In its second weekend, Enchanted was also the #1 film, grossing a further $16,403,316 at 3,730 locations for a per theater average of $4,397. It dropped to #2 in its third weekend, with a gross of $10,709,515 in 3,520 theaters for a per theater average of $3,042. It finished its fourth weekend at #4 with a gross of $5,533,884 in 3,066 locations for a per theater average of $1,804. Enchanted earned a gross of $127,807,262 in the United States and Canada as well a total of $340,487,652 worldwide. It was the 15th highest-grossing film worldwide released in 2007.
In total, Enchanted was nominated for 19 awards presented by various critics associations and movie industry groups, five of which it won: Best Live Action Family Film at the 8th Phoenix Film Critics Society Awards, Best Family Film at the 13th Critics' Choice Awards, notably beating out Harry Potter and the Order of the Phoenix, and three Saturn Awards: Best Fantasy Film, Best Actress for Amy Adams, and Best Music for Alan Menken.
Enchanted dominated the Best Original Song category at the 80th Academy Awards with three nominations but did not win either one. The nominated songs were "Happy Working Song", "So Close", and "That's How You Know", all three of which were written by composer Alan Menken and lyricist Stephen Schwartz. "That's How You Know" was also nominated at the 65th Golden Globe Awards for Best Original Song and the film's lead actress, Amy Adams, was nominated in the category of Golden Globe Award for Best Actress – Motion Picture Musical or Comedy.
At the 13th Critics' Choice Awards, Adams was nominated for Best Actress, Menken was nominated for his film score in the category of Best Composer and "That's How You Know" was nominated for Best Song. Enchanted received two nominations at the 12th Satellite Awards: Best Actress – Musical or Comedy for Amy Adams' performance and Best Visual Effects for the visual effects work done by Thomas Schelesny, Matt Jacobs, and Tom Gibbons. Gibbons, along with James W. Brown, David Richard Nelson, and John Koester, were nominated for a Visual Effects Society Award in the Outstanding Animated Character in a Live Action Motion Picture category for the animated chipmunk, Pip. Costume designer Mona May received a nomination in the category of Excellence in Fantasy Film at the 10th Costume Designers Guild Awards but lost to The Golden Compass, while music editors Kenneth Karman, Jeremy Raub, and Joanie Diener were nominated for a Golden Reel Award in the category of Best Sound Editing: Music in a Musical Feature Film.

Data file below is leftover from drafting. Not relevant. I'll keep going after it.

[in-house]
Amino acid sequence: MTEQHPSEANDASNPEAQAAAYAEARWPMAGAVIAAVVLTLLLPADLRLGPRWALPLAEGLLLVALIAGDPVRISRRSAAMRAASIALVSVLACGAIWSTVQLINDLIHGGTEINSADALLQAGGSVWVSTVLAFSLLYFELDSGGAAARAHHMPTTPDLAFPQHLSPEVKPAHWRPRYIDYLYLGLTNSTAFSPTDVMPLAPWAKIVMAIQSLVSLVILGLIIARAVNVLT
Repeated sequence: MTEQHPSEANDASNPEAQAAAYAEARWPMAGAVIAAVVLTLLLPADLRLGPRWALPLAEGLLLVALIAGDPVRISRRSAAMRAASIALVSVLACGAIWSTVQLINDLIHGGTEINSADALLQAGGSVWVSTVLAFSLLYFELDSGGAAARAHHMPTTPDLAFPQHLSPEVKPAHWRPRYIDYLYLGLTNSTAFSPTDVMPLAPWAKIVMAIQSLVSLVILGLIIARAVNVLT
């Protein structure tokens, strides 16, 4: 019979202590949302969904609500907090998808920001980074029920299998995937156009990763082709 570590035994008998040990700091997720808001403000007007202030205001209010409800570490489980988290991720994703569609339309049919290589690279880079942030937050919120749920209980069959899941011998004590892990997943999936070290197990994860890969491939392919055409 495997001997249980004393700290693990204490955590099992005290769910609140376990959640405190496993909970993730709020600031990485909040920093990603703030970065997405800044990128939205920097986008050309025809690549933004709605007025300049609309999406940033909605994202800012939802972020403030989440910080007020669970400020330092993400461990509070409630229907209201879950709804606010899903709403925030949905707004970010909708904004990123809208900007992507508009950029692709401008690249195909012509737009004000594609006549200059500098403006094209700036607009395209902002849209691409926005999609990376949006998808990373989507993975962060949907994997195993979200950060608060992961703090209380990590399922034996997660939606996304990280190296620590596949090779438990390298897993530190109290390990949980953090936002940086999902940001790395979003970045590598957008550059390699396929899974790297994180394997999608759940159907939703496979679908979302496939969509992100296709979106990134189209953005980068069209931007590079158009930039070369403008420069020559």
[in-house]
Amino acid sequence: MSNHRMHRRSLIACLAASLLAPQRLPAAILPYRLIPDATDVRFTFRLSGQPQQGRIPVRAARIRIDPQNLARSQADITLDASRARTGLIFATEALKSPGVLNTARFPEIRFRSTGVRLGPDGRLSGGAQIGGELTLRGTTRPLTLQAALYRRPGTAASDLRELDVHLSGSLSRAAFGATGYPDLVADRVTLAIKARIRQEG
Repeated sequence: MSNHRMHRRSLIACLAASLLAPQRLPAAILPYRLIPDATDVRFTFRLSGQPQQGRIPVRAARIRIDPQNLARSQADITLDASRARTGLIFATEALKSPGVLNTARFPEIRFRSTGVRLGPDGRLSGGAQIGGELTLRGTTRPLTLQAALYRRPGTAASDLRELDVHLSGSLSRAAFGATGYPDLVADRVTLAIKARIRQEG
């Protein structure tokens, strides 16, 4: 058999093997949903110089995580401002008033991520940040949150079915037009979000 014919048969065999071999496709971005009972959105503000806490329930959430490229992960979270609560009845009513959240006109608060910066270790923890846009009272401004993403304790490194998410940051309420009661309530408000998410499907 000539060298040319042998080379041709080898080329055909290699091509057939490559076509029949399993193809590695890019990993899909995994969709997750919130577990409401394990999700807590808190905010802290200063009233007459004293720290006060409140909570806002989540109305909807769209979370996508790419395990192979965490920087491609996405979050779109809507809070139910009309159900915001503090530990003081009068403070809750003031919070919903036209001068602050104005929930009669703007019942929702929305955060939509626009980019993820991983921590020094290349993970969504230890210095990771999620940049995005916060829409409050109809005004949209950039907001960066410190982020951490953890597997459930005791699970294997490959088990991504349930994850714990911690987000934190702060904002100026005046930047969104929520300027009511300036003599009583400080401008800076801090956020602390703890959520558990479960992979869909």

The film also received three nominations at the MTV Movie Awards and four nominations at the Teen Choice Awards, which are voted upon by the general public. The three MTV Movie Award nominations were Best Female performance (for Amy Adams), Best Comedic Performance (for Amy Adams) and Best Kiss (for Amy Adams and Patrick Dempsey). The nominations at the Teen Choice Awards were Choice Movie: Chick Flick, Choice Movie Actress: Comedy (for Amy Adams), Choice Movie Actor: Comedy (for James Marsden), and Choice Movie: Villain (for Susan Sarandon). Menken and Schwartz were nominated twice at the 51st Grammy Awards in the category of Best Song Written for Motion Picture, Television or Other Visual Media for "Ever Ever After" and "That's How You Know". For its trailer, the film received a 2008 Golden Trailer Award for Best Animation/Family feature film preview.
According to director Kevin Lima, "thousands" of references are made to past and future works of Disney in Enchanted, which serve as both a parody of and a "giant love letter to Disney classics". It took almost eight years for Walt Disney Studios to greenlight the production of the film because it "was always quite nervous about the tone in particular". As Lima worked with Bill Kelly, the writer, to inject Disney references to the plot, it became "an obsession"; he derived the name of every character as well as anything that needed a name from past Disney films to bring in more Disney references.